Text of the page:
Thursday, April 06, 2006

Performance: Bertholt and Me

Great Men of Genius created and performed by Mike Daisey, directd by Jean-Michele Gregory, Capitol Hill Arts Center, April 6, 7, 8 and 9.

So when we were at the REP last weekend (after the play, before the resturant quest), the Lovely Bride picked up one of the postcard promos for monologuist Mike Daisey's latest work. We knew Daisey from his 21 Dog Years: Doing Time on Amazon.Com, and I really liked his geek-brother style, The flier was for Great Men of Genius, a set of "bio-logues" on Bertolt Brecht, P. T. Barnum, Nikola Tesla, and L. Ron Hubbard. Liked the artist, liked the subject matter. Sure, we can do the Thursday show.

Then the wrinkle, the small print, as it were - he is actually doing four separate monologues on four separate nights - First Brecht tonight, Barnum Friday, Tesla Saturday, and Hubbard wrapping on Sunday. And with the Lovely Bride's work schedule, we could make Brecht and Tesla, but not Barnum and Hubbard. So we did get up to Cap Hill for CHAC, a nice space with a brick wall background and mostly full house, for the first one in the series.

Now monologuists are one of those few jobs where you are forgiven, nay, you are expected, to talk about yourself at length. In addition to Daisey, Spalding Grey and Josh Kornbluth fit this model - their lives become their subject matter. So it should not be a surprise that these bio-logues are not Daisey channeling these various 20th Cent. Geniuses, or even providing a hard and fast biography of the Great Men (though he catches the high point and illuminates a few shadows along the way). Rather, the lives of his subjects are springboards of how they intersect with Daisey's past and allow Daisey to compare his own experiences with those of his subject. Brecht enters through Daisey's theater class background, with the concepts of alienism and the epic theatre of ideas.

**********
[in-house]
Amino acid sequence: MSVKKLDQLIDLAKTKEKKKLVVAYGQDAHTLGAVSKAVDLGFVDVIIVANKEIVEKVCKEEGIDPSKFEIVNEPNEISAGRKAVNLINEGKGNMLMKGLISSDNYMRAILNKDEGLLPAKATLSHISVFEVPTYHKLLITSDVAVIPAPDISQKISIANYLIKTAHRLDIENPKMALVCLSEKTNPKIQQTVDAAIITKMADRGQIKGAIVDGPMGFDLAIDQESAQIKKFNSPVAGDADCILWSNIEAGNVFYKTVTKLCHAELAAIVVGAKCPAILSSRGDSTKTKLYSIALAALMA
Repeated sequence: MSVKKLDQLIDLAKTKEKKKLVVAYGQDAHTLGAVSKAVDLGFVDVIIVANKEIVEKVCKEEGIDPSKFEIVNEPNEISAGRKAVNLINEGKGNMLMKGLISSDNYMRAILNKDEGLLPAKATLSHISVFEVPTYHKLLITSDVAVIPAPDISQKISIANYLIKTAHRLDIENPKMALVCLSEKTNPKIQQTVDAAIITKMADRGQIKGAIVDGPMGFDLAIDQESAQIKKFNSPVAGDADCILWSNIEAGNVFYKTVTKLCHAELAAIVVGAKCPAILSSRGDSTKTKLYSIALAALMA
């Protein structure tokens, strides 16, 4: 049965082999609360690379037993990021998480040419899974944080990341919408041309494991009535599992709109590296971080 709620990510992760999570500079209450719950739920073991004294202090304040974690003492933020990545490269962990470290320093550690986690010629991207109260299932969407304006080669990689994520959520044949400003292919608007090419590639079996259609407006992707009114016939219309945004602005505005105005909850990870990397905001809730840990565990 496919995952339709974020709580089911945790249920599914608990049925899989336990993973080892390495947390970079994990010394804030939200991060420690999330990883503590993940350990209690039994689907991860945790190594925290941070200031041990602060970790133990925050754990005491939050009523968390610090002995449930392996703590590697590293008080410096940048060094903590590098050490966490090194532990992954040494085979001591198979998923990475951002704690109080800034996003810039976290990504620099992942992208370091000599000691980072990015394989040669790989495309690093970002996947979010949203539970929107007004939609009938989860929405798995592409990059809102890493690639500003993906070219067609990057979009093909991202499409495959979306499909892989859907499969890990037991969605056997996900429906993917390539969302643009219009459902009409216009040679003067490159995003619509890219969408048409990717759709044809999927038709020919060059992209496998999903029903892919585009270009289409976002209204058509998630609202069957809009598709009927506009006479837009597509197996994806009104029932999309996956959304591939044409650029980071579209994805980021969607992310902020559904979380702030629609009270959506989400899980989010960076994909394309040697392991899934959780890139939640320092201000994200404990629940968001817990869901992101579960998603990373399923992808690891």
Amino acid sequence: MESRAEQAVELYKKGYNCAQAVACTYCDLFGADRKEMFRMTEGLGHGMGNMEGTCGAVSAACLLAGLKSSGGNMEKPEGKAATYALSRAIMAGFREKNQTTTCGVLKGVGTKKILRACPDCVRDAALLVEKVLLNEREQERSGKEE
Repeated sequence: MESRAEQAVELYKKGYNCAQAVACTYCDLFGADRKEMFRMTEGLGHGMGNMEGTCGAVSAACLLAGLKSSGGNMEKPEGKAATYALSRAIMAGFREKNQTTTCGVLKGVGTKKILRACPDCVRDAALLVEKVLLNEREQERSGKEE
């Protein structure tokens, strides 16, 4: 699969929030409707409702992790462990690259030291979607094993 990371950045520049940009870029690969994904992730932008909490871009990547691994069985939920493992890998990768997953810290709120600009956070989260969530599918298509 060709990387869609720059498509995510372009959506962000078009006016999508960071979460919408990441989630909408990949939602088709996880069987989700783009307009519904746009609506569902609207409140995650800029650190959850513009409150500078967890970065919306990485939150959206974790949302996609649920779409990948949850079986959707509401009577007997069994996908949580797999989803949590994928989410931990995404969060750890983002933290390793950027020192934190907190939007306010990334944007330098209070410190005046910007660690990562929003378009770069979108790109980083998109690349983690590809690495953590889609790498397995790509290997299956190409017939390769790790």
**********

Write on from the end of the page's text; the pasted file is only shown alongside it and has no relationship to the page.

Alienism, the best I can figure out, is the disengagement of viewer from the work, usually carried out through unsympathetic main characters, to better allow the ideas and purpose of the piece ultimately resonate with the viewer. This is of course anathema to my own style, where I am usually looking to create bridges between reader and character, the better to "sell" my concepts to an increasingly-sympathetic audience. Daisey, in one of the first of many solid laughs of the night, points out that this is why so much bad theatre is called "Brechtian" - both it and Brecht's work makes you not care about the characters.

[The Lovely Bride was a BIG Brecht fan when she was young, and she's the one that explained all this to me. And then explained it to me again. And then explained it a third time, by which point we had gotten home and she is now under the misconception that I understood it. Please don't tell her otherwise].

So anyway, we get Brecht's life and Daisey performing Brecht. Brecht's relationship to a Praetorian Guard of female fellow-playrights and Daisey's own relationship with his director/lovely bride. Brecht's time in Hollywood and Daisey's, at the same theater that The Life of Galileo debuted at. Brecht dealing with the HUAC as a real honest-to-god communist (though wasn't a party member because he was cheap) and Daisey's own Libertarian attempt at overly free-speech. It is Brecht and Daisey, Daisey and Brecht.

So does he pull it off? Oh yeah. There are parts that he had gathered the small audience (100? 120?) into a sympathizing, supportive band of brothers, and parts where he got extreme reactions from individual members of the audience, striking personal memories through his own (To the people taping that evening - the loud, rattling laughter during the discussion of Daisey and his wife/director going over notes at 3 AM? That laugh belongs to the Lovely Bride. Yes, its mirrored experiences when we work together - yes, Daisey takes it better than I do).

So it feels like a shakedown flight, a trying out of material to see what works and what sits there. Daisey works from notes but not from a script, and while parts have the solid patter of someone who has worked out the discussion in their head to the ultimate fineness, other parts feel like they are still searching for the right word, the right angle, the right something to hit them out of the park. But he hits pretty darn often.

So yes, I'm looking forward to the Tesla monologue, and I'm thinking of hitting the Hubbard one alone (though I'll bet that one will be packed). I'm looking forward to what Daisey has to say. And that's a compliment for any storyteller.

More later,